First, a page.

Austin City Council increases CodeNext contract $2.27 million


The fifth contract amendment for consultants Opticos brings CodeNext’s price tag to $8.5 million.

The council did not vote on a proposal to delay its scheduled approval in April.

The Austin City Council on Thursday approved an increase to the contract for CodeNext’s lead consultant, pushing the total cost for the land use code rewrite to about $8.5 million, more than quadruple its original price tag.

The council discussed the contract amendment, the fifth approved since the city first hired California-based consultant Opticos in 2013, at great length before voting 8-3 on what city staffers say will bring CodeNext to the finish line. Council Members Alison Alter, Ora Houston and Leslie Pool voted against the amendment.

“Under any scenario, this is something that has to happen,” Mayor Steve Adler said. “The community has invested a lot of time and money in this process, and the stakes are high.”

READ: Council members’ anxiety grows over CodeNext costs, timeline

CodeNext is the city’s attempt to implement recommendations made in the 2012 comprehensive plan Imagine Austin. It includes a rewrite to the city’s entire land use code, the first dramatic change to the code since the 1980s.

CodeNext also aims to address many of Austin’s most vexing problems, including a lack of affordable housing, traffic congestion and gentrification.

Earlier this week, Pool floated the idea of delaying CodeNext’s scheduled approval from April to as far back as spring 2019.

“I’m too old for that kind of starry-eyed optimism,” Pool said of CodeNext’s timeline for approval after the vote. “I’d rather do it right than do it fast.”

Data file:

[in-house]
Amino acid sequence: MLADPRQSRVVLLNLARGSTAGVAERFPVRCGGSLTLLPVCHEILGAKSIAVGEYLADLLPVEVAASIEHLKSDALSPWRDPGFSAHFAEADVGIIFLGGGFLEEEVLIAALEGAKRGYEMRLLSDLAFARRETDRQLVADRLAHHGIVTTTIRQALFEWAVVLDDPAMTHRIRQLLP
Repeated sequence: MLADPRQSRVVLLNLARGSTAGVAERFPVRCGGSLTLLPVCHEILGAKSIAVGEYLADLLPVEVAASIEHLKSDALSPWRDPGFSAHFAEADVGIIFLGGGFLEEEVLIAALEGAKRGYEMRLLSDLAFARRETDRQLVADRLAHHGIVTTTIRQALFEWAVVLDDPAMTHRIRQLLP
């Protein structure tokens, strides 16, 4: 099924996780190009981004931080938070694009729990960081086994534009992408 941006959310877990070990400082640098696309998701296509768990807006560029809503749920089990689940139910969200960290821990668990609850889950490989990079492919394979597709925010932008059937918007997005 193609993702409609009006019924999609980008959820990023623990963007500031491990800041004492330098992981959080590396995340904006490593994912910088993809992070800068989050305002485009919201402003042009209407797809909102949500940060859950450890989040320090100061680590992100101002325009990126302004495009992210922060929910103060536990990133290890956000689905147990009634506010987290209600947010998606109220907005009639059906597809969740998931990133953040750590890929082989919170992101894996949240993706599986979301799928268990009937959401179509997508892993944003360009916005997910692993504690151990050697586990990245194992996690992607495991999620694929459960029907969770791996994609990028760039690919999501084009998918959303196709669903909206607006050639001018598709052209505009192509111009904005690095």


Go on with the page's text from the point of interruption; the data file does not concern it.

Pool did not offer that proposal Thursday, but did have an amendment to the contract that essentially directed the city’s staff to provide more information on various incomplete components of CodeNext before the third draft of the code is released Nov. 28. Her amendment included sign regulations, environmental requirements and creating a document that identifies changes between the existing land use code and what has been proposed in CodeNext.

Houston voted against the contract amendment because of Opticos’ failure to meet goals in subcontracting to minority- and women-owned businesses. The firm agreed to use about 32 percent of the contract on those businesses, but instead ended up spending about 10 percent on minority- and women-owned businesses. Only about 5 percent of the $2.275 million approved Thursday will go to those businesses.

“At some point you have to say, ‘No,’” Houston said. “They are not even trying, it seems.”

The large majority of members of the public who spoke about the contract amendment Thursday were against it. They included Fred Lewis, an Austin attorney who created the Let Us Vote Austin political action committee that is circulating petitions that would put CodeNext on the ballot in March, and Mary Ingle, president of the Austin Neighborhoods Council.

READ: How a petition drive aims to put CodeNext’s fate in voters’ hands

Bobby Levinsky with the group Community Not Commodity, which has been highly critical of CodeNext, compared the contract increase to extending the contract of a college football coach who once won a championship, but for years has had a losing record, an analogy that for some reason resonated with many of the council members.

“Sometimes you need to change the game plan, you need to change the coach,” Levinsky said. “This is the equivalent of losing to Kansas.”

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